Three high school students -- a sophomore girl and two junior boys -- have been expelled from an exclusive preparatory school in the Sepulveda Pass for allegedly making a sexually explicit video and distributing it on school grounds.
The trio made the video last spring, when the girl was still a freshman, said Rennie Wrubel, head of Milken Community High School, which is affiliated with the Stephen S. Wise Temple. She said none of the three had records of disciplinary problems.
Parents and officials did not know that the video existed until one student told his parents about seeing a copy of it 10 days ago, Wrubel said.
Wrubel, who did not release the students' names or ages, said two of the students in the video seemed not to know that the recording would be shown to anyone outside a close circle of friends. "They thought they were just doing it for fun," Wrubel said. "And then it showed up in school."
While only a few students admitted to having seen the video, Wrubel said, most students said they had heard about it.
Parents said they and their children were upset at the revelations. One parent, who asked not to be named, said her son had shied away from telling her much about the film because "he knew I would be horrified."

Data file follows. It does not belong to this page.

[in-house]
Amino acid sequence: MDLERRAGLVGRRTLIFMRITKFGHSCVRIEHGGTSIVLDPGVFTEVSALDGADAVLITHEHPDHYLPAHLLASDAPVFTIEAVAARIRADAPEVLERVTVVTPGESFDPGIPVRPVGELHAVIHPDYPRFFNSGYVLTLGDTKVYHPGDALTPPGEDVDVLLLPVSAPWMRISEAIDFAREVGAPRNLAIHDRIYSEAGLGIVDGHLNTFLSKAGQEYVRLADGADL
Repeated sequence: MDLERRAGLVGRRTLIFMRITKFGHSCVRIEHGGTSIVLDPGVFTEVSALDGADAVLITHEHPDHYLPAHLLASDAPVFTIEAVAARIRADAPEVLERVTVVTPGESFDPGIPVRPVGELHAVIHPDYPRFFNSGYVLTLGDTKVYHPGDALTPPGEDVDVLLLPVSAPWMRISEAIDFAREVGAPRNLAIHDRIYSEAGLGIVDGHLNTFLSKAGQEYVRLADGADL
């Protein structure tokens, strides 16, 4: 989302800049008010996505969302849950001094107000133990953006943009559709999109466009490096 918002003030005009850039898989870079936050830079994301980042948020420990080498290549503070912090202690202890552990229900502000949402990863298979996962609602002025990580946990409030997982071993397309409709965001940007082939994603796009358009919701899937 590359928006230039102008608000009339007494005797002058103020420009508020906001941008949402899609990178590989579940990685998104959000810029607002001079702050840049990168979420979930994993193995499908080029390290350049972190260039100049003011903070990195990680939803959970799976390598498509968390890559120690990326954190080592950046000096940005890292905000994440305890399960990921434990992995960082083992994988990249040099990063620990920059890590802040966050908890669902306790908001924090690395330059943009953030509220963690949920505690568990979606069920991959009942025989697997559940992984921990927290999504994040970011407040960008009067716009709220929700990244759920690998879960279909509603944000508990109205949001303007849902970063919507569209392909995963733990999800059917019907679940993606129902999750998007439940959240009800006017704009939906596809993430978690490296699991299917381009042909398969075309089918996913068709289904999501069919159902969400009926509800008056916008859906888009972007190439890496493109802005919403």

Wrubel said she had not seen the recording and had relied on other students to identify the teenagers who were allegedly involved. All known copies have been destroyed, she said.
Parents expressed confidence that the administration had handled the incident appropriately.
"I have so much respect for the school administration," said Jessica Sacher, whose son, Danny, is acquainted with the students who were involved.
Counselors and experts will be invited to speak with students at the school in coming weeks to discuss issues involving sex and relationships.
Wrubel said she worried that the students were simply mimicking what they see on television, without the benefit of an adult understanding of what effect their actions might have on their dignity.
"The students understand that this is not acceptable," she said. "But they think it's relatively harmless."
Times staff writer David Pierson contributed to this report.